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How innovation could drive a more sustainable and safer food system

Vincent Doumeizel

The ultimate objective of any market economy can only be strengthened by more social justice. It is even more relevant when it comes to food, food is much more than a commodity. Food tells you about your journey into life, your traditions and the world you want to live in. A year ago, 160 countries voted at the United Nations (UN) to make food a human right as opposed to being a commodity. It was defined that everyone on this planet should have access to sufficient food – both quantitively and qualitatively - in a culturally acceptable way. On that goal, we are getting better but it’s not done yet and there’s a long way to go.So, Lloyd’s Register has been working in the food sector for many years and is a worldwide leader in food audit and verification services and solutions, but as mentioned, the food supply chain has a lot of obstacles to overcome. 1) World expanding population: To feed our fast growing population, we will need to produce as much food in the next 50 years that we ever produced over the last 10 000 years 2) Food fraud: Lack of production and low price expectations is a strong driver for food fraud 3) Lack of traceability: Global and very fragmented supply chains = No traceability 4) Environmental issues & social responsibilities: Food is responsible for GHG emissions, depletion of natural resources, land erosion, deforestation, massive pollution, modern slavery, water scarcity, … 5) Affordability: Food as a basic need has to be affordable to everyone 6) Social media & brand reputation: Uncontrolled information flow on social media is a big risk for the food brands and sector as a whole At Lloyd’s Register, we have a vision. We started out in 1760 as a marine classification society. Today, we’re one of the world’s leading providers of professional services for engineering and technology over 75 countries worldwide. The profits we generate fund the Lloyd’s Register Foundation (Foundation), a charity which supports engineering-related research, education and public engagement. Our heritage of working with the ocean is driving a number of initiatives looking at how we can continue to feed the growing world population both safely and sustainably. The first one has been a grant to Wageningen University for intensive seaweed productions. Offshore seaweed production is a very promising production to feed the world population, cut greenhouse gas through better feed for our livestock, provide alternative packaging solution and be a source of energy or fresh water. This is part of the “Blue Revolution”. We should further use the ocean (offshore sea farms, agriculture, parallel use of the sea, etc.) to create new solutions provide solutions to continue to improve our performances in feeding this We should rely on incredibly disruptive new technologies to create a new transparent and traceable food system. But the most important part lies with all of us. We are connected together by the same food system and we are the driver of the change. So, all together, we can vote for the world we want to live in each time we eat and drink something and need to remember that there are those who cannot yet vote because they are deprived of their right to food. We may be remembered as the first generation on this planet that managed to create a food system capable to feed the entire population with safe and sustainable food.Through technology, innovation and vision - we should help to deliver against that goal.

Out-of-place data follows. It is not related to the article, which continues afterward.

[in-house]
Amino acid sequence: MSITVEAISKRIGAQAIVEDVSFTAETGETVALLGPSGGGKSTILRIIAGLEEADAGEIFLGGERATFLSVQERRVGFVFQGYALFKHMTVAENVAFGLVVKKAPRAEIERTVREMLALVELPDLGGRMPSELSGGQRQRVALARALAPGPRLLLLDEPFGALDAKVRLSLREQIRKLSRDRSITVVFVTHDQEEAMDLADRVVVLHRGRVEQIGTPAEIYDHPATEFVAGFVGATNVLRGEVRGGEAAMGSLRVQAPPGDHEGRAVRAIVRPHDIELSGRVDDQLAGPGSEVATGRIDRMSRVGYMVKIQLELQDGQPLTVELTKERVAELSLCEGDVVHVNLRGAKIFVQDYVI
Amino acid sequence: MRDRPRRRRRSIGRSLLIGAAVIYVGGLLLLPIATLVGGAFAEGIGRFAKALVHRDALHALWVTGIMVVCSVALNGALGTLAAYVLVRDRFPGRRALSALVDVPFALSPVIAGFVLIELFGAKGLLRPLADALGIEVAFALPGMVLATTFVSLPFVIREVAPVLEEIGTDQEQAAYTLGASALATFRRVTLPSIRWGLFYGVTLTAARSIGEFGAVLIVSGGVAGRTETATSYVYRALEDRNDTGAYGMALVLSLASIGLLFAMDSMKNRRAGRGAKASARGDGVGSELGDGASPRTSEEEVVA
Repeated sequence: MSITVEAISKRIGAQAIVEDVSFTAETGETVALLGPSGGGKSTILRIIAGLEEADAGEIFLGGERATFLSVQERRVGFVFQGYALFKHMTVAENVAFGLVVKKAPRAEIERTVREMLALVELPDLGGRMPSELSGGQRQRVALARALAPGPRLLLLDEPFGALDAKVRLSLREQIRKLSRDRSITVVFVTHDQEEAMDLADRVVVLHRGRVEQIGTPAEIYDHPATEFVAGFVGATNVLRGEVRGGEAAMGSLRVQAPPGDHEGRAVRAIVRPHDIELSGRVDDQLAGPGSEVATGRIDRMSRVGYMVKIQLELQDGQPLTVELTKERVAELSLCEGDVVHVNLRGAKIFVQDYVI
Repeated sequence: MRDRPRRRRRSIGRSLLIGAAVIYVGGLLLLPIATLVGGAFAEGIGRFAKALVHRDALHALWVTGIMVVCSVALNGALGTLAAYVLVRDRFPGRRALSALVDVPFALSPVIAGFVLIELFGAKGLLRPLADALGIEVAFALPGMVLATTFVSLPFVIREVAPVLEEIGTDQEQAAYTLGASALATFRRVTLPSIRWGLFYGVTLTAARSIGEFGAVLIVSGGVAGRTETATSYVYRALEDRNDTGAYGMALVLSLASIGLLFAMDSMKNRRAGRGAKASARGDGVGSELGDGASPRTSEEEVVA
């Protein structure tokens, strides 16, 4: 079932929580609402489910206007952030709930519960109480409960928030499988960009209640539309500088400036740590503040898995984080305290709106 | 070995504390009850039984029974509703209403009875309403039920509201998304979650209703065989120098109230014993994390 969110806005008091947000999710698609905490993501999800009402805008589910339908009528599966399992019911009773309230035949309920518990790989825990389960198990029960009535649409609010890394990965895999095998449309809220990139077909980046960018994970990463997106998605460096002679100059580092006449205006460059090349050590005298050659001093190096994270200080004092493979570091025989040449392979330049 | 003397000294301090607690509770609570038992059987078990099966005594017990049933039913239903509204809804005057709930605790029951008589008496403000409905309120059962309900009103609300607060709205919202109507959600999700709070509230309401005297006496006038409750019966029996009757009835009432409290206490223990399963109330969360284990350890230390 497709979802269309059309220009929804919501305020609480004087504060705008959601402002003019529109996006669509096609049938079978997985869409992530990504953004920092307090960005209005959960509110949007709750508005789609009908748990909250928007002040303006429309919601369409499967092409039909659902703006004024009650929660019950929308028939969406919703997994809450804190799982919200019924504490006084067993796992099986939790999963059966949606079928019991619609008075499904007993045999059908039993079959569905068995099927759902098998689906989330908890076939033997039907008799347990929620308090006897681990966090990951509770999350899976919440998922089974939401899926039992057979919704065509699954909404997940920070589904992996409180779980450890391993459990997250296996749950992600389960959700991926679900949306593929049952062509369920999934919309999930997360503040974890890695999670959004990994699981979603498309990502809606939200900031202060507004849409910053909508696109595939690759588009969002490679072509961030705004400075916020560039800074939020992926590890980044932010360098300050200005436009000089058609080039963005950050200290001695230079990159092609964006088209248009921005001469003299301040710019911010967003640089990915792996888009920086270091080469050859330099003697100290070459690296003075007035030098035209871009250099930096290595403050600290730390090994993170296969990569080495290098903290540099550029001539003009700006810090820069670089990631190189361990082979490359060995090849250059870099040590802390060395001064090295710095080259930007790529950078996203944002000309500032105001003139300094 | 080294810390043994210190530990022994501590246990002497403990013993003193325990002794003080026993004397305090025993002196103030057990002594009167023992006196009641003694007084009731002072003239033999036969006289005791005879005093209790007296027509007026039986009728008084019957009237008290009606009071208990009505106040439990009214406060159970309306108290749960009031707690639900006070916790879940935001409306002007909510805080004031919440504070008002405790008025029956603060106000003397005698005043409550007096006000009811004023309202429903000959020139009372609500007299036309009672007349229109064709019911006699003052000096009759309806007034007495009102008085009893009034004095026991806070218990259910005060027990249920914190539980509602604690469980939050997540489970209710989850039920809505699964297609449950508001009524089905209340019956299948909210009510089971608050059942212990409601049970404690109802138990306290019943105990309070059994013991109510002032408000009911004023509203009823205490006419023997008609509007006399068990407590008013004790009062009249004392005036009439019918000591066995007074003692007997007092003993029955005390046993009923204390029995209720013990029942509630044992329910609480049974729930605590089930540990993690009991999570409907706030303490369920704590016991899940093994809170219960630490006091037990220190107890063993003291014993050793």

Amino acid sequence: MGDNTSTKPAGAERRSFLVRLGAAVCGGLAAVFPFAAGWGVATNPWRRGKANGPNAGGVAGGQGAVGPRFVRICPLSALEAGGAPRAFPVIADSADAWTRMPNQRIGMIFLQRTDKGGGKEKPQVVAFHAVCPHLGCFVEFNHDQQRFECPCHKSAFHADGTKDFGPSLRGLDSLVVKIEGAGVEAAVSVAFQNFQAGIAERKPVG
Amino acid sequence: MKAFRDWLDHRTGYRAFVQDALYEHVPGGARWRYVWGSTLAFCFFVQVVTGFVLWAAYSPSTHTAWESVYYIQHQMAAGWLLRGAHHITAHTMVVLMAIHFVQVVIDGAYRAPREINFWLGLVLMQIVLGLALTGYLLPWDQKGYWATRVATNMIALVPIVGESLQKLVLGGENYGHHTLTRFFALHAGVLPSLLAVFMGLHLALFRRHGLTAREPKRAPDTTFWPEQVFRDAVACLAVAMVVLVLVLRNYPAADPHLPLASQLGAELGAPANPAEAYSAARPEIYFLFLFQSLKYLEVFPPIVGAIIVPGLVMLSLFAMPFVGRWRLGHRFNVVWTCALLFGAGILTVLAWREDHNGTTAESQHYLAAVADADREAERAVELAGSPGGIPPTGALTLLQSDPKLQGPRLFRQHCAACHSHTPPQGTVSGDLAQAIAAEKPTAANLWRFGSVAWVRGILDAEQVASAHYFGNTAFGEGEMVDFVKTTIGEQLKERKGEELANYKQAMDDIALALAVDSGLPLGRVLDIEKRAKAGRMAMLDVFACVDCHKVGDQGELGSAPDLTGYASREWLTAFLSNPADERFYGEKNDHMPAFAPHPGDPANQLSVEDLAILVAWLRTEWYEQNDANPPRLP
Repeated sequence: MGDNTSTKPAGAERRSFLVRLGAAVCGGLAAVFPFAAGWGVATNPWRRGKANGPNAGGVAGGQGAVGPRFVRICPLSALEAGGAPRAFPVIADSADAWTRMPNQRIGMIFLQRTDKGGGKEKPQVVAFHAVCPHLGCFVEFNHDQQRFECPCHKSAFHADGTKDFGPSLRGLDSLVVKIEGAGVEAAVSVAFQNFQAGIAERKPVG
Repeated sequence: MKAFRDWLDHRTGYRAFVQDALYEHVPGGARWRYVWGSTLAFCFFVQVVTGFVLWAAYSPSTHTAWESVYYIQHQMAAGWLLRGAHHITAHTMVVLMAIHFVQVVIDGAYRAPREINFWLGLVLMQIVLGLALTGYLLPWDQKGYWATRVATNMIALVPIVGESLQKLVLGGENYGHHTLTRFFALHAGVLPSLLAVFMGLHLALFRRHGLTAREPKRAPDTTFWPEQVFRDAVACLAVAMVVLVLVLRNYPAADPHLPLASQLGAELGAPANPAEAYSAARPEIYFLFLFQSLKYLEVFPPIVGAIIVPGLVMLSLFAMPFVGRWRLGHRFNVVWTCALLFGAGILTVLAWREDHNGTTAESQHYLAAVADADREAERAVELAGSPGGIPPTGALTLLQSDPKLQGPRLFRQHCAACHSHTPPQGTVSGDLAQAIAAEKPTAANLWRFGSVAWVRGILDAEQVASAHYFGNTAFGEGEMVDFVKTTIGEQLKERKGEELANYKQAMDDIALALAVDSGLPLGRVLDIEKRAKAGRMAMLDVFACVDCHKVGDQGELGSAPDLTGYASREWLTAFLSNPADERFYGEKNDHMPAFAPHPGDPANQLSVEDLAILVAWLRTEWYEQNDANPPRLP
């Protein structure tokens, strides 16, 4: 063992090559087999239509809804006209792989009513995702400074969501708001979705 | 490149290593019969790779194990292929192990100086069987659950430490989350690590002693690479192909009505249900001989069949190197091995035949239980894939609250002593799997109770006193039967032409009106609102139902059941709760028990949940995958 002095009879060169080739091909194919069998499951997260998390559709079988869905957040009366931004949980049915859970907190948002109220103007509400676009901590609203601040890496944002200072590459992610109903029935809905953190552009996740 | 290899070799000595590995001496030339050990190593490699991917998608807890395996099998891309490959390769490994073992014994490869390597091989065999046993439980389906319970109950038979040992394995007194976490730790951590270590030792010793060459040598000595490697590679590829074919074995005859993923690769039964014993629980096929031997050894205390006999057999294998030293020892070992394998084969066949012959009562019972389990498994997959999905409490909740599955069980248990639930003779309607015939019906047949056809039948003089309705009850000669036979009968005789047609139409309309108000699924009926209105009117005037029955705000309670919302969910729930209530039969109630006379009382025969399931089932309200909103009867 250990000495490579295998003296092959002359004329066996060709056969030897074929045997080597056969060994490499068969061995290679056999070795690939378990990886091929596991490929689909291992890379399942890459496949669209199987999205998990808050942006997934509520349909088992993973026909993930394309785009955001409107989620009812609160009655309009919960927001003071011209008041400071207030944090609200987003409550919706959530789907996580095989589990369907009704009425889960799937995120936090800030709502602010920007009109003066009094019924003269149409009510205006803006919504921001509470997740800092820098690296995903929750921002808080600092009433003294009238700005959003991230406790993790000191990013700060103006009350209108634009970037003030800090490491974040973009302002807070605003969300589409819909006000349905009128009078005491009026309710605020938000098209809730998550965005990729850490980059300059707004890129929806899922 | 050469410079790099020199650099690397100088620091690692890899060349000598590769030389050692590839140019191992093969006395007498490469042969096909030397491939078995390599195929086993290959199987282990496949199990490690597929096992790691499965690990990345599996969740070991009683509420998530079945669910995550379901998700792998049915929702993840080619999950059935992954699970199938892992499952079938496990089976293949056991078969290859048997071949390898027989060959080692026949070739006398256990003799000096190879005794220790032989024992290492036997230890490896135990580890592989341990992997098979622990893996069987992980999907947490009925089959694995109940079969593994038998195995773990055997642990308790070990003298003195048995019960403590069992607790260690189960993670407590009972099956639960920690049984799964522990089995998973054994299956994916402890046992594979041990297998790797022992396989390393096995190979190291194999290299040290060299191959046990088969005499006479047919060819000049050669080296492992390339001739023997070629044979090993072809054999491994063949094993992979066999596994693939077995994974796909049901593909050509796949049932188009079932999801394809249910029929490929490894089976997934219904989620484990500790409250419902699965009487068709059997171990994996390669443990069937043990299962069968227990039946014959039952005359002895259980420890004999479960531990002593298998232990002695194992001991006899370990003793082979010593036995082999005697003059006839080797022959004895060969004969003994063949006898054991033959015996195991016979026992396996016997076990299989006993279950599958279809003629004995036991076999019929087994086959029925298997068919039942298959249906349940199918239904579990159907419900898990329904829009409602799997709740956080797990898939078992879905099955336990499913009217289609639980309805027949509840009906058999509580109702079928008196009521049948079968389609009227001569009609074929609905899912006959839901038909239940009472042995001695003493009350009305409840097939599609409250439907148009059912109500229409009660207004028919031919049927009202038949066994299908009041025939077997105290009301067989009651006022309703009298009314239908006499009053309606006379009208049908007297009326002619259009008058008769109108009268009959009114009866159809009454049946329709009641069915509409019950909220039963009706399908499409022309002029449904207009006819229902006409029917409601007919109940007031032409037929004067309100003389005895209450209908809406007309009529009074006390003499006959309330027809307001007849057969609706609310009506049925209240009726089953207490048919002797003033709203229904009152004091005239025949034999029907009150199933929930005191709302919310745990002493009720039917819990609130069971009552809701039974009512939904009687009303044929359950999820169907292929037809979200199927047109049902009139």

சங்கங்கள், சங்கங்கள் மற்றும் பல்கலைக்கழகங்களுக்கான சக மதிப்பாய்வு வெளியீடு pulsus-health-tech